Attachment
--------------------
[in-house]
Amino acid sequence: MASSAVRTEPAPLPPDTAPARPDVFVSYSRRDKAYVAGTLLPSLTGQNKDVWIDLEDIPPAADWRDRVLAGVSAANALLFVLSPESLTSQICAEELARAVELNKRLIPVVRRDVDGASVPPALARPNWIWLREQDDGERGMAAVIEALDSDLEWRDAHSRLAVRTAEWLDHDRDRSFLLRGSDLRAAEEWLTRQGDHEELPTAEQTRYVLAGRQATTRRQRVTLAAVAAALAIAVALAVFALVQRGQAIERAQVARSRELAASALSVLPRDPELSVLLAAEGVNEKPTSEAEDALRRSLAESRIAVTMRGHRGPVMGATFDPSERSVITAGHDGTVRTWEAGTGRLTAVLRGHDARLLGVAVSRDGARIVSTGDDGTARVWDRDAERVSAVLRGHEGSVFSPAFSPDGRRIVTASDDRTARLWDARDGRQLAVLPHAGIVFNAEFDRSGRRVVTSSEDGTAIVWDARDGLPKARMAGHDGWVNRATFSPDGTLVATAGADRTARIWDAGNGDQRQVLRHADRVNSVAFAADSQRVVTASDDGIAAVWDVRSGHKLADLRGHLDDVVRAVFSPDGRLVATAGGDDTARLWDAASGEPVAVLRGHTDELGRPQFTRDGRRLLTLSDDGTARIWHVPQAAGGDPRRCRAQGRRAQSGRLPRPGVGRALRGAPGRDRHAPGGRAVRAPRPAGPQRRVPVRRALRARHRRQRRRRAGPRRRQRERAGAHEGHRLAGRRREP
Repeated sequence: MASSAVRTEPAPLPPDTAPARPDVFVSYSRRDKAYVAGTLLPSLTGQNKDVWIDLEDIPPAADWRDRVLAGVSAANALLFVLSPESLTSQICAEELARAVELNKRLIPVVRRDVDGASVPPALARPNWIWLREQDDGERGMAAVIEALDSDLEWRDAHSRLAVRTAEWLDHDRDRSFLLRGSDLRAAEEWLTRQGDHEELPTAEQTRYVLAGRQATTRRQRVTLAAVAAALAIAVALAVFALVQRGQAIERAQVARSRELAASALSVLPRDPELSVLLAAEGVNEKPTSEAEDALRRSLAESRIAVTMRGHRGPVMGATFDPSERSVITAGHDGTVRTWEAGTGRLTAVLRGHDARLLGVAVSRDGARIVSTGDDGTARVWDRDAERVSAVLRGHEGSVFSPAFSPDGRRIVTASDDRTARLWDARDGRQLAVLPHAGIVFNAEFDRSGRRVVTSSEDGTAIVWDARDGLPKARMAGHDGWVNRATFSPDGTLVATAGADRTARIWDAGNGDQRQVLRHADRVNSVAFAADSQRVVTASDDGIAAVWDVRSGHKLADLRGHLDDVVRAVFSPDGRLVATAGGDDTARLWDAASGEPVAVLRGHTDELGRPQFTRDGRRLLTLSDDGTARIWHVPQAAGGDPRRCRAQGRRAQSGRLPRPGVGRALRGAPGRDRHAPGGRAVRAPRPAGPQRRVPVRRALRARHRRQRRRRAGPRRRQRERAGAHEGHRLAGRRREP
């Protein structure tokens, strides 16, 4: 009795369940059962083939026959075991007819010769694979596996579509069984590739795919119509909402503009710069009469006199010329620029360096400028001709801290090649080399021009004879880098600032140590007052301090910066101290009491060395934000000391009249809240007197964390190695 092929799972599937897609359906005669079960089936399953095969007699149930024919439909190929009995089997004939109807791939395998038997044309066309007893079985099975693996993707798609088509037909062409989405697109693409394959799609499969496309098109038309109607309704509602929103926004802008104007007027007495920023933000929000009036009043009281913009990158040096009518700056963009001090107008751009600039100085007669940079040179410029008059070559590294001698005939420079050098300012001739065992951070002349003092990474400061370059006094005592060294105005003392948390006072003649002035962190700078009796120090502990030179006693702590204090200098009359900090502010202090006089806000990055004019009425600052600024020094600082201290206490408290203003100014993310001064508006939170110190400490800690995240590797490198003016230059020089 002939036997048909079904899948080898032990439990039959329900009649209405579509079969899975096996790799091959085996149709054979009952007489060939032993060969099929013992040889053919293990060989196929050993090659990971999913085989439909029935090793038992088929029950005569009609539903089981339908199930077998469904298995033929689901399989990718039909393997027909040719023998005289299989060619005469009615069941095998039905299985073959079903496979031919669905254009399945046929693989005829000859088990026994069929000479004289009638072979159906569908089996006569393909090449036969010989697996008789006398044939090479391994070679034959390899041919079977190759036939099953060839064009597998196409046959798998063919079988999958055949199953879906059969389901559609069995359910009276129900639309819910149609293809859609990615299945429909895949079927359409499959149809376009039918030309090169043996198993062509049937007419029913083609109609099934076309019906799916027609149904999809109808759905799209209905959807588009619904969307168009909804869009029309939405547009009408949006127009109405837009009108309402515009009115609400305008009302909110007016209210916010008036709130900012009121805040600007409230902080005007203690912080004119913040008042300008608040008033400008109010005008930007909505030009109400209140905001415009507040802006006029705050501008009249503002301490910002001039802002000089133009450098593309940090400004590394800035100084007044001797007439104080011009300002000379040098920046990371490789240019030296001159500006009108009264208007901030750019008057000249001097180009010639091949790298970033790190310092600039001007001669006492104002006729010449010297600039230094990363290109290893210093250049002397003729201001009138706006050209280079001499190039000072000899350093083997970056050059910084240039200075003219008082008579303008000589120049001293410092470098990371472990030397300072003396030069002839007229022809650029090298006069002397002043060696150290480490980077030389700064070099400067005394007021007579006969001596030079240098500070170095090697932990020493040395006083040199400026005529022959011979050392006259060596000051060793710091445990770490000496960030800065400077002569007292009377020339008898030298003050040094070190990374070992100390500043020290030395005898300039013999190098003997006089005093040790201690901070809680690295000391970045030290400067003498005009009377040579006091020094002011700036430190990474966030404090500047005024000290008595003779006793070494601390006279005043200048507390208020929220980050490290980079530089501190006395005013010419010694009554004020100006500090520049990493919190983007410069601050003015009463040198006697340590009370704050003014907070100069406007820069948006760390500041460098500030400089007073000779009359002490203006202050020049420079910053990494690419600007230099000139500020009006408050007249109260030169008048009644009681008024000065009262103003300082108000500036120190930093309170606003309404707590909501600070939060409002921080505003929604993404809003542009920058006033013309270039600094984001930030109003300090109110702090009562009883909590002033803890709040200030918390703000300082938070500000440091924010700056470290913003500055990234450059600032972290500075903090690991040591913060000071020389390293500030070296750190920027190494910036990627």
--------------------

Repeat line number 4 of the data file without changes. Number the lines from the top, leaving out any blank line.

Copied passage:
């Protein structure tokens, strides 16, 4: 009795369940059962083939026959075991007819010769694979596996579509069984590739795919119509909402503009710069009469006199010329620029360096400028001709801290090649080399021009004879880098600032140590007052301090910066101290009491060395934000000391009249809240007197964390190695 092929799972599937897609359906005669079960089936399953095969007699149930024919439909190929009995089997004939109807791939395998038997044309066309007893079985099975693996993707798609088509037909062409989405697109693409394959799609499969496309098109038309109607309704509602929103926004802008104007007027007495920023933000929000009036009043009281913009990158040096009518700056963009001090107008751009600039100085007669940079040179410029008059070559590294001698005939420079050098300012001739065992951070002349003092990474400061370059006094005592060294105005003392948390006072003649002035962190700078009796120090502990030179006693702590204090200098009359900090502010202090006089806000990055004019009425600052600024020094600082201290206490408290203003100014993310001064508006939170110190400490800690995240590797490198003016230059020089 002939036997048909079904899948080898032990439990039959329900009649209405579509079969899975096996790799091959085996149709054979009952007489060939032993060969099929013992040889053919293990060989196929050993090659990971999913085989439909029935090793038992088929029950005569009609539903089981339908199930077998469904298995033929689901399989990718039909393997027909040719023998005289299989060619005469009615069941095998039905299985073959079903496979031919669905254009399945046929693989005829000859088990026994069929000479004289009638072979159906569908089996006569393909090449036969010989697996008789006398044939090479391994070679034959390899041919079977190759036939099953060839064009597998196409046959798998063919079988999958055949199953879906059969389901559609069995359910009276129900639309819910149609293809859609990615299945429909895949079927359409499959149809376009039918030309090169043996198993062509049937007419029913083609109609099934076309019906799916027609149904999809109808759905799209209905959807588009619904969307168009909804869009029309939405547009009408949006127009109405837009009108309402515009009115609400305008009302909110007016209210916010008036709130900012009121805040600007409230902080005007203690912080004119913040008042300008608040008033400008109010005008930007909505030009109400209140905001415009507040802006006029705050501008009249503002301490910002001039802002000089133009450098593309940090400004590394800035100084007044001797007439104080011009300002000379040098920046990371490789240019030296001159500006009108009264208007901030750019008057000249001097180009010639091949790298970033790190310092600039001007001669006492104002006729010449010297600039230094990363290109290893210093250049002397003729201001009138706006050209280079001499190039000072000899350093083997970056050059910084240039200075003219008082008579303008000589120049001293410092470098990371472990030397300072003396030069002839007229022809650029090298006069002397002043060696150290480490980077030389700064070099400067005394007021007579006969001596030079240098500070170095090697932990020493040395006083040199400026005529022959011979050392006259060596000051060793710091445990770490000496960030800065400077002569007292009377020339008898030298003050040094070190990374070992100390500043020290030395005898300039013999190098003997006089005093040790201690901070809680690295000391970045030290400067003498005009009377040579006091020094002011700036430190990474966030404090500047005024000290008595003779006793070494601390006279005043200048507390208020929220980050490290980079530089501190006395005013010419010694009554004020100006500090520049990493919190983007410069601050003015009463040198006697340590009370704050003014907070100069406007820069948006760390500041460098500030400089007073000779009359002490203006202050020049420079910053990494690419600007230099000139500020009006408050007249109260030169008048009644009681008024000065009262103003300082108000500036120190930093309170606003309404707590909501600070939060409002921080505003929604993404809003542009920058006033013309270039600094984001930030109003300090109110702090009562009883909590002033803890709040200030918390703000300082938070500000440091924010700056470290913003500055990234450059600032972290500075903090690991040591913060000071020389390293500030070296750190920027190494910036990627």